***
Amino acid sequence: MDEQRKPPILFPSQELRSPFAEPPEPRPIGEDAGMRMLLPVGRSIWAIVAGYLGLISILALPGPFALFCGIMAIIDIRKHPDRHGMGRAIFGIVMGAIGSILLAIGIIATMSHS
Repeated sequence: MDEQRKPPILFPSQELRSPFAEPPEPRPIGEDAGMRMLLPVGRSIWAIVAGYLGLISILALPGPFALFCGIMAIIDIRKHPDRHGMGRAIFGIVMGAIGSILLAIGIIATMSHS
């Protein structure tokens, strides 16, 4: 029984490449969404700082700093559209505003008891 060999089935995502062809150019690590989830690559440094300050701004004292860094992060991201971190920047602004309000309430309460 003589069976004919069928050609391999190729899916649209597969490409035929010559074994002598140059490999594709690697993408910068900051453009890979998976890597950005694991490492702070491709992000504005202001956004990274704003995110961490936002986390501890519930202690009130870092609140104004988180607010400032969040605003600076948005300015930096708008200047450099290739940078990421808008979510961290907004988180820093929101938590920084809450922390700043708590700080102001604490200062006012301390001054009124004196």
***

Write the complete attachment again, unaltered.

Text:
Amino acid sequence: MDEQRKPPILFPSQELRSPFAEPPEPRPIGEDAGMRMLLPVGRSIWAIVAGYLGLISILALPGPFALFCGIMAIIDIRKHPDRHGMGRAIFGIVMGAIGSILLAIGIIATMSHS
Repeated sequence: MDEQRKPPILFPSQELRSPFAEPPEPRPIGEDAGMRMLLPVGRSIWAIVAGYLGLISILALPGPFALFCGIMAIIDIRKHPDRHGMGRAIFGIVMGAIGSILLAIGIIATMSHS
């Protein structure tokens, strides 16, 4: 029984490449969404700082700093559209505003008891 060999089935995502062809150019690590989830690559440094300050701004004292860094992060991201971190920047602004309000309430309460 003589069976004919069928050609391999190729899916649209597969490409035929010559074994002598140059490999594709690697993408910068900051453009890979998976890597950005694991490492702070491709992000504005202001956004990274704003995110961490936002986390501890519930202690009130870092609140104004988180607010400032969040605003600076948005300015930096708008200047450099290739940078990421808008979510961290907004988180820093929101938590920084809450922390700043708590700080102001604490200062006012301390001054009124004196």